LYON TOWNSHIP – A small plane crashed into a home on Saturday in Lyon Township, and three people on board died.
Fortunately, the family of five who lives in the home made it out safely, but the pilot of the plane and its two passengers were killed. The family was in the living room getting ready to watch a movie. They all went into the kitchen to get snacks and then the plane crashed right in the living room moments later. The house was then engulfed in flames.
The Home Builders Association of Southeastern Michigan (HBA) released a statement Saturday night, identifying the three people killed as former president David S. Compo, his wife Michelle and their son Dawson.
According to the HBA, Compo’s term as president ended on New Year’s Eve.
“We were fortunate to have David leading our team for 2020,” said CEO Michael Stoskopf said in a statement. “His involvement, professionalism and experience over the years have been great assets to our organization and he has been a true friend to me as we faced challenge after challenge during this past year.”
An experienced pilot, Compo had flown to Canton, Georgia on December 29 and the family was returning home Saturday, the HBA said.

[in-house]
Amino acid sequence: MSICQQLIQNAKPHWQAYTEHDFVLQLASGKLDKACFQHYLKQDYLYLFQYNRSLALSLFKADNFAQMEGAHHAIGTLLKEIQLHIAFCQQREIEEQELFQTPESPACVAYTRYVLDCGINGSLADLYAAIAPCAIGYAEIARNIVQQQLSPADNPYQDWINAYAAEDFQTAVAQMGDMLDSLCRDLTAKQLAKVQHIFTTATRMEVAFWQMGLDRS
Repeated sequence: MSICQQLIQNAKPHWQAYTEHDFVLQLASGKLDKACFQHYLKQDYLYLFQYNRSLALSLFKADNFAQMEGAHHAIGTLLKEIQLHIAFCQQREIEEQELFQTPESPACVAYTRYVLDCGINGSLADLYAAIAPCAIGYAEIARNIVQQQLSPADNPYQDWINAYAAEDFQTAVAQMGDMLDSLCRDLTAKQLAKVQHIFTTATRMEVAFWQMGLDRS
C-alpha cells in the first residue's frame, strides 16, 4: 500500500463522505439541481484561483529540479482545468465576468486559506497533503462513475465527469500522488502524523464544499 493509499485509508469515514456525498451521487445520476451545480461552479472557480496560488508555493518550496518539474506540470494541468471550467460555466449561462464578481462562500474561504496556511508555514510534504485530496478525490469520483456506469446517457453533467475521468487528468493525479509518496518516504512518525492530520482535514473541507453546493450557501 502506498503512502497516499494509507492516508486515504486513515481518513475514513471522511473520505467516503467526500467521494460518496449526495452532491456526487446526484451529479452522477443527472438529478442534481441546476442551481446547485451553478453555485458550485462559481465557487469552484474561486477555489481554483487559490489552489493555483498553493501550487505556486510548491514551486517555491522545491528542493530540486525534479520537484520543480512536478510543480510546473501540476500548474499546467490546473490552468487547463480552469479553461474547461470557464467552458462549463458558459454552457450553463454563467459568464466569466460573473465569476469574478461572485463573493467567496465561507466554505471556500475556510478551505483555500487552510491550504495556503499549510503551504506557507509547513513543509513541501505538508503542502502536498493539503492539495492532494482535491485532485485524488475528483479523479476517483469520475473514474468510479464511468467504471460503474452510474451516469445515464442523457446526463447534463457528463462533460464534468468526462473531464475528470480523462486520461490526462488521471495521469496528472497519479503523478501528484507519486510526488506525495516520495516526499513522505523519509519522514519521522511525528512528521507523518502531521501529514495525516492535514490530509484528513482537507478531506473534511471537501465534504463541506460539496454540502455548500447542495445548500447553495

The incident happened at about 4 p.m. in a neighborhood near Pontiac Trail and Grand River in Lyon Township. The neighborhood is about a 10-minute drive away from New Hudson Airport. Emergency crews surrounded the home Saturday night on Dakota Drive after the single engine Piper PA-24 plane crashed into the house.
“You couldn’t even see the house, it was so much smoke,” said Chase Southwick, who lives nearby. “There was a huge cloud of smoke, really tall flames and we thought the whole house was going to be gone.”
Neighbors said planes flying over the homes has always been a concern.
“Planes are always going over here and there’s an airport about half a mile that way,” said a neighbor.
“It was just weird because a hot air balloon crashed in the exact same spot this summer,” Southwick said.
The Federal Aviation Administration (FAA) said it will release the aircraft number and information once they arrive to the scene. Both the FAA and the National Transportation Safety Board are investigating.
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